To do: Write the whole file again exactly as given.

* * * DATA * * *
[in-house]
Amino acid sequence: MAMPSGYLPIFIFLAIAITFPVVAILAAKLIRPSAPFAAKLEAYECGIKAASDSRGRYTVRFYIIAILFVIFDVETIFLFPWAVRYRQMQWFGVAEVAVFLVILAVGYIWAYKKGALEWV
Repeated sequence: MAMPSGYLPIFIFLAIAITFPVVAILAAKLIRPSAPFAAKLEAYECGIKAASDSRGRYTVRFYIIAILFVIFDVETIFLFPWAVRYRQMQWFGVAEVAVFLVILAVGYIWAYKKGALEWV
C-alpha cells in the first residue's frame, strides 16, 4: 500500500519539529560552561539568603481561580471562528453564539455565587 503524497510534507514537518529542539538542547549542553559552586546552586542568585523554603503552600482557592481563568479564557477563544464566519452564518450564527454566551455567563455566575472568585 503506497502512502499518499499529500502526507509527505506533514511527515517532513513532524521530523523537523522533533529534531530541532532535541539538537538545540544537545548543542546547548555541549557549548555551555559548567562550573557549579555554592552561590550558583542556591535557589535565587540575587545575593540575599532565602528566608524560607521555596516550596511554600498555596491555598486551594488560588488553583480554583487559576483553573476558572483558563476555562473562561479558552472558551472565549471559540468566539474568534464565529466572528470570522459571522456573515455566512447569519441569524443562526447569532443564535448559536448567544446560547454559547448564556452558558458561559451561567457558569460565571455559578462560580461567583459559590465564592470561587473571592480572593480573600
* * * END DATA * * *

[in-house]
Amino acid sequence: MAMPSGYLPIFIFLAIAITFPVVAILAAKLIRPSAPFAAKLEAYECGIKAASDSRGRYTVRFYIIAILFVIFDVETIFLFPWAVRYRQMQWFGVAEVAVFLVILAVGYIWAYKKGALEWV
Repeated sequence: MAMPSGYLPIFIFLAIAITFPVVAILAAKLIRPSAPFAAKLEAYECGIKAASDSRGRYTVRFYIIAILFVIFDVETIFLFPWAVRYRQMQWFGVAEVAVFLVILAVGYIWAYKKGALEWV
C-alpha cells in the first residue's frame, strides 16, 4: 500500500519539529560552561539568603481561580471562528453564539455565587 503524497510534507514537518529542539538542547549542553559552586546552586542568585523554603503552600482557592481563568479564557477563544464566519452564518450564527454566551455567563455566575472568585 503506497502512502499518499499529500502526507509527505506533514511527515517532513513532524521530523523537523522533533529534531530541532532535541539538537538545540544537545548543542546547548555541549557549548555551555559548567562550573557549579555554592552561590550558583542556591535557589535565587540575587545575593540575599532565602528566608524560607521555596516550596511554600498555596491555598486551594488560588488553583480554583487559576483553573476558572483558563476555562473562561479558552472558551472565549471559540468566539474568534464565529466572528470570522459571522456573515455566512447569519441569524443562526447569532443564535448559536448567544446560547454559547448564556452558558458561559451561567457558569460565571455559578462560580461567583459559590465564592470561587473571592480572593480573600